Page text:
(07/22/20) BATON ROUGE, La. — Louisiana sugarcane growers received an exemption to use an insecticide to combat severe aphid infestations.
The Louisiana Department of Agriculture and Forestry submitted the crisis exemption, and the Environmental Protection Agency approved the temporary use of Sivanto (flupyradifurone) in Louisiana sugarcane.
Sugarcane farmers can use it from July 22 to Aug. 5, 2020.
“Infestations of the sugarcane aphid and the yellow sugarcane aphid have been severe in many fields across the industry this summer,” said LSU AgCenter entomologist Blake Wilson. “These infestations have produced heavy sooty mold and leaf yellowing.”
Both species produce the honeydew that allows for sooty mold development, but it is primarily the yellow sugarcane aphid that causes leaf discoloration, he said.
The effect of aphids on sugar yields is not well understood, but reduced growth can occur in fields suffering from heavy infestations.
Observations suggest the presence of sooty mold reduces the efficiency of chemical ripeners, resulting in low sucrose recovery during milling, Wilson said. Research efforts to determine yield effects have been hindered by the lack of effective insecticides.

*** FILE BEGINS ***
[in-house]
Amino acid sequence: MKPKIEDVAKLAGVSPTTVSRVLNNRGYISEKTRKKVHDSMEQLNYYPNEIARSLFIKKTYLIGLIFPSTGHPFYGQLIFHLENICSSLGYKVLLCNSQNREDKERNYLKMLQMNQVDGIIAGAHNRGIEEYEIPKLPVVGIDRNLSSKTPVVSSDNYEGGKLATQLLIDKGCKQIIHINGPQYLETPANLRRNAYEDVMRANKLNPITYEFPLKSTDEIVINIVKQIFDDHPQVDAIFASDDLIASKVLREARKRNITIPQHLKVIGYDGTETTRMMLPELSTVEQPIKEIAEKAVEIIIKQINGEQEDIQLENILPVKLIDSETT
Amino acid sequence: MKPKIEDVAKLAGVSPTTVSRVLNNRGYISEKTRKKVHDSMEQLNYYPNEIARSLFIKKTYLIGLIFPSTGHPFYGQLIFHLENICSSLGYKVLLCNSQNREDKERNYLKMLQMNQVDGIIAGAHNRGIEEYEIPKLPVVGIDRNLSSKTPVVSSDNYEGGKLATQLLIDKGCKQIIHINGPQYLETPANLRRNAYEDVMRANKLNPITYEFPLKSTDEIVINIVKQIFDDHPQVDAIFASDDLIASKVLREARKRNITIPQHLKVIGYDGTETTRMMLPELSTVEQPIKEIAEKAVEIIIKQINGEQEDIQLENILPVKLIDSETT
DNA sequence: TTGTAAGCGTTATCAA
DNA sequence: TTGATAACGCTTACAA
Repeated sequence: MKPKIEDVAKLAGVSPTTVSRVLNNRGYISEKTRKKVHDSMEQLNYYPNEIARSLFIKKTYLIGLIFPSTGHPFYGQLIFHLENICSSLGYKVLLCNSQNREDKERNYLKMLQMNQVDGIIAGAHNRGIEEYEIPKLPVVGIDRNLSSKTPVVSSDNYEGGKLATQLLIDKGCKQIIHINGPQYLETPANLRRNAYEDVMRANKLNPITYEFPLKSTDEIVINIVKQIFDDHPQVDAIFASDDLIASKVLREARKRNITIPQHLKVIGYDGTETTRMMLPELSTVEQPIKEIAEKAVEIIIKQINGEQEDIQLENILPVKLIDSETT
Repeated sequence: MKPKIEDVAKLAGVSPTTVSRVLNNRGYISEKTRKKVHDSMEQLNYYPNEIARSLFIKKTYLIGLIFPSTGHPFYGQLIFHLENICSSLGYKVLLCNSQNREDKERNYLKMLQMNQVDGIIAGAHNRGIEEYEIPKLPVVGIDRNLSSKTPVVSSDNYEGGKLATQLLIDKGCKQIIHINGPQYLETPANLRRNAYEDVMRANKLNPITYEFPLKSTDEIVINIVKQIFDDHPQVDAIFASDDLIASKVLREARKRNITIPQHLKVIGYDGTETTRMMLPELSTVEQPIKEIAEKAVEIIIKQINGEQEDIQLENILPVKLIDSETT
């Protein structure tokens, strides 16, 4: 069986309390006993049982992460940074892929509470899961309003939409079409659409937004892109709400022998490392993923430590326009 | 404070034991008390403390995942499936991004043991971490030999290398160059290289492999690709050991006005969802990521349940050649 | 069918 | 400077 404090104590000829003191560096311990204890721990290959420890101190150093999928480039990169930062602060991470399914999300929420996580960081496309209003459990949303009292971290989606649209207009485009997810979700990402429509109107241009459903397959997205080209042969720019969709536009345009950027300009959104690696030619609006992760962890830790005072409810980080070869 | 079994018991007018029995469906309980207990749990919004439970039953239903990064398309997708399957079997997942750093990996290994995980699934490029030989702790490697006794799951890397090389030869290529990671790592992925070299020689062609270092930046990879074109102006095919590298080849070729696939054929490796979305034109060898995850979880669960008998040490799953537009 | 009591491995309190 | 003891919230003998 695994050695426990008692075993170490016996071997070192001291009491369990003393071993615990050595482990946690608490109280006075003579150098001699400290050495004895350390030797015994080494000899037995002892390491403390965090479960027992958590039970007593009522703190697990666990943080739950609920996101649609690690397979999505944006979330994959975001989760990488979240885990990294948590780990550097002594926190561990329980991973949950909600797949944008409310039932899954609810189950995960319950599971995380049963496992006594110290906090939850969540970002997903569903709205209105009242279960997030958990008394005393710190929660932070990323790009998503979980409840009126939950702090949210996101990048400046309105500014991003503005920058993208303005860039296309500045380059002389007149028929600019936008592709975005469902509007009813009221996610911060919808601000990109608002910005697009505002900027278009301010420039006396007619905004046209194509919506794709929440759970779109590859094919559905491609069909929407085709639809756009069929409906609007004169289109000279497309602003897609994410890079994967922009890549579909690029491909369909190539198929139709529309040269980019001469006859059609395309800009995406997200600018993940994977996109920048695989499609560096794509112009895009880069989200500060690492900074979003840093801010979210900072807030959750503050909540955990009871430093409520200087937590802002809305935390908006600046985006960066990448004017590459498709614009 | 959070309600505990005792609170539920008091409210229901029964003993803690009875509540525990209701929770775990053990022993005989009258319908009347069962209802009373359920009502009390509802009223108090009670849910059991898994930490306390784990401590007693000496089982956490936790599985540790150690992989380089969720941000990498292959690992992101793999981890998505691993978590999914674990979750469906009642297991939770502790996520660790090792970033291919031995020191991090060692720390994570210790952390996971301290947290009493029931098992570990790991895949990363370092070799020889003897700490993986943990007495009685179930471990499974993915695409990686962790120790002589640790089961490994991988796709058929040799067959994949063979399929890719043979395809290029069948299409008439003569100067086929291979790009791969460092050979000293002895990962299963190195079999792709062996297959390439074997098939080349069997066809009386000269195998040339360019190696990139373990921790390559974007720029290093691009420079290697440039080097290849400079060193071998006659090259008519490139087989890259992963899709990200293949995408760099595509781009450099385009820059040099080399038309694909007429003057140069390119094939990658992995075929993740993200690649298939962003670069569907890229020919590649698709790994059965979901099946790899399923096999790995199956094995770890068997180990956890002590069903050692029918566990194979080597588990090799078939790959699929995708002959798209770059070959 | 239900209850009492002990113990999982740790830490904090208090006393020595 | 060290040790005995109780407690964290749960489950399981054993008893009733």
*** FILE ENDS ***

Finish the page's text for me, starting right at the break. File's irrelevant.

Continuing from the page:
“Prior to the crisis exemption of Sivanto, treatment of aphid infestations was not recommended because pyrethroids registered for use in sugarcane are not effective against aphids,” he said.
Sivanto is effective against both aphid species as well as the West Indian canefly, Wilson said. No economic threshold or scouting protocol has been determined for aphids, and the insecticide should be applied only if infestations are observed to be increasing.
“Aphid infestations can decline naturally late in the summer, particularly under wet conditions, and controlling declining infestations is not likely to provide economic returns on insecticide costs,” he said.
Priority should be placed on protecting fields that will be harvested early and will require substantial ripening to obtain acceptable sugar yields. Insecticide applications can prevent further sooty mold development, but heavy rain is needed to remove sooty mold that has already formed.
The LSU AgCenter and the LSU College of Agriculture